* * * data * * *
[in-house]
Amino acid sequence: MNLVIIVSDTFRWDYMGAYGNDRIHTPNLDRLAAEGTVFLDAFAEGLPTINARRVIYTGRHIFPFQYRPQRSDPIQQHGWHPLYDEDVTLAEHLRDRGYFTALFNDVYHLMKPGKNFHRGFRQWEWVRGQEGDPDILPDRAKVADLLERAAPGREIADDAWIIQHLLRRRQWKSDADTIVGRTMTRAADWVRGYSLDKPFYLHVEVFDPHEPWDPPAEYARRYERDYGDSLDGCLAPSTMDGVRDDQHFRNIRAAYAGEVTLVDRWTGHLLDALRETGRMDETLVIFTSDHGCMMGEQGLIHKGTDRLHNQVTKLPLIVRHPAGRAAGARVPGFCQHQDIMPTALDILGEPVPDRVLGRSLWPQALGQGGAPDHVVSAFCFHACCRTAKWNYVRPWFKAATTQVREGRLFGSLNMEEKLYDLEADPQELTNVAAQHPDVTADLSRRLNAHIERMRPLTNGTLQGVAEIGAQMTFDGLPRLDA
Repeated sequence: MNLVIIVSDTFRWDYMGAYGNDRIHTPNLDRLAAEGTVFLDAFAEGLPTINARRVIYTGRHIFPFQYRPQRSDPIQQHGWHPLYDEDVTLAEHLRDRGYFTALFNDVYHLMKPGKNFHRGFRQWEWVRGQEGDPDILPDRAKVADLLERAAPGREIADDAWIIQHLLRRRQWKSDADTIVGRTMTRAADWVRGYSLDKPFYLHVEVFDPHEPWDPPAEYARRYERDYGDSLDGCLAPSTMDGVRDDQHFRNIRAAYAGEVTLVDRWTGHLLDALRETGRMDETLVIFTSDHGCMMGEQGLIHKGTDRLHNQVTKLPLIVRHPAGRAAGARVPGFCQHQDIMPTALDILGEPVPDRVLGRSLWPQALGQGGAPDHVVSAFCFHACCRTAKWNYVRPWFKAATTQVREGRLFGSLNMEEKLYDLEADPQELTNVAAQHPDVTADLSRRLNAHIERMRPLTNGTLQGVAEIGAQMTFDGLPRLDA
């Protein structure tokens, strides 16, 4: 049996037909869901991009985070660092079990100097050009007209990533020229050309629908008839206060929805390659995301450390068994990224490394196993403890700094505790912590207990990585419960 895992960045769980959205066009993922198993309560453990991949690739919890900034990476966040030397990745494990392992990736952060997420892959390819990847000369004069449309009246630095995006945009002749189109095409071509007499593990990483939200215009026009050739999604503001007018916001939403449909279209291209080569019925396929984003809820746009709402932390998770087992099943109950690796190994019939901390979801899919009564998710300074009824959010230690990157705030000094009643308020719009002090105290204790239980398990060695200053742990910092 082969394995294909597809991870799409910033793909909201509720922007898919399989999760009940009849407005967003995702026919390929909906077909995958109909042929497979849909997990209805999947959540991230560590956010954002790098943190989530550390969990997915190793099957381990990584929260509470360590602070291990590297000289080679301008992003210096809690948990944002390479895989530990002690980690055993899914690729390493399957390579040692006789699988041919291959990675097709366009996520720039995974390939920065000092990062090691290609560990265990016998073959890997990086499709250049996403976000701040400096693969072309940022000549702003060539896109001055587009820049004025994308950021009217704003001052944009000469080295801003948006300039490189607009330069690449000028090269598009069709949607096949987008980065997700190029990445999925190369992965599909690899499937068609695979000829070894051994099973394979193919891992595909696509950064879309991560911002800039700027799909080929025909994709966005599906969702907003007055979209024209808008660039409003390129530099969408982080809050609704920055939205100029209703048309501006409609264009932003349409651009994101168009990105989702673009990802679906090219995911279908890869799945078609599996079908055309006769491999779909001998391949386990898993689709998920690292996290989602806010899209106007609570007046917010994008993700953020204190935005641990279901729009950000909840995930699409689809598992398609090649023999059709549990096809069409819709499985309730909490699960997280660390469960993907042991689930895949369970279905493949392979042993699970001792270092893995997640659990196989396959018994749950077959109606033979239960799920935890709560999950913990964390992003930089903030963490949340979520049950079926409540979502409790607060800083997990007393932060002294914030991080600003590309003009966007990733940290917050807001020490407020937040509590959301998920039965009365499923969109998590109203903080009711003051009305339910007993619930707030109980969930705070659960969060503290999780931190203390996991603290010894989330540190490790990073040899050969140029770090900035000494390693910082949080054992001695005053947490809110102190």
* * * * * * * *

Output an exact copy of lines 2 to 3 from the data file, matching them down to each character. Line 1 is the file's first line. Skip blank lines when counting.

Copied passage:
Amino acid sequence: MNLVIIVSDTFRWDYMGAYGNDRIHTPNLDRLAAEGTVFLDAFAEGLPTINARRVIYTGRHIFPFQYRPQRSDPIQQHGWHPLYDEDVTLAEHLRDRGYFTALFNDVYHLMKPGKNFHRGFRQWEWVRGQEGDPDILPDRAKVADLLERAAPGREIADDAWIIQHLLRRRQWKSDADTIVGRTMTRAADWVRGYSLDKPFYLHVEVFDPHEPWDPPAEYARRYERDYGDSLDGCLAPSTMDGVRDDQHFRNIRAAYAGEVTLVDRWTGHLLDALRETGRMDETLVIFTSDHGCMMGEQGLIHKGTDRLHNQVTKLPLIVRHPAGRAAGARVPGFCQHQDIMPTALDILGEPVPDRVLGRSLWPQALGQGGAPDHVVSAFCFHACCRTAKWNYVRPWFKAATTQVREGRLFGSLNMEEKLYDLEADPQELTNVAAQHPDVTADLSRRLNAHIERMRPLTNGTLQGVAEIGAQMTFDGLPRLDA
Repeated sequence: MNLVIIVSDTFRWDYMGAYGNDRIHTPNLDRLAAEGTVFLDAFAEGLPTINARRVIYTGRHIFPFQYRPQRSDPIQQHGWHPLYDEDVTLAEHLRDRGYFTALFNDVYHLMKPGKNFHRGFRQWEWVRGQEGDPDILPDRAKVADLLERAAPGREIADDAWIIQHLLRRRQWKSDADTIVGRTMTRAADWVRGYSLDKPFYLHVEVFDPHEPWDPPAEYARRYERDYGDSLDGCLAPSTMDGVRDDQHFRNIRAAYAGEVTLVDRWTGHLLDALRETGRMDETLVIFTSDHGCMMGEQGLIHKGTDRLHNQVTKLPLIVRHPAGRAAGARVPGFCQHQDIMPTALDILGEPVPDRVLGRSLWPQALGQGGAPDHVVSAFCFHACCRTAKWNYVRPWFKAATTQVREGRLFGSLNMEEKLYDLEADPQELTNVAAQHPDVTADLSRRLNAHIERMRPLTNGTLQGVAEIGAQMTFDGLPRLDA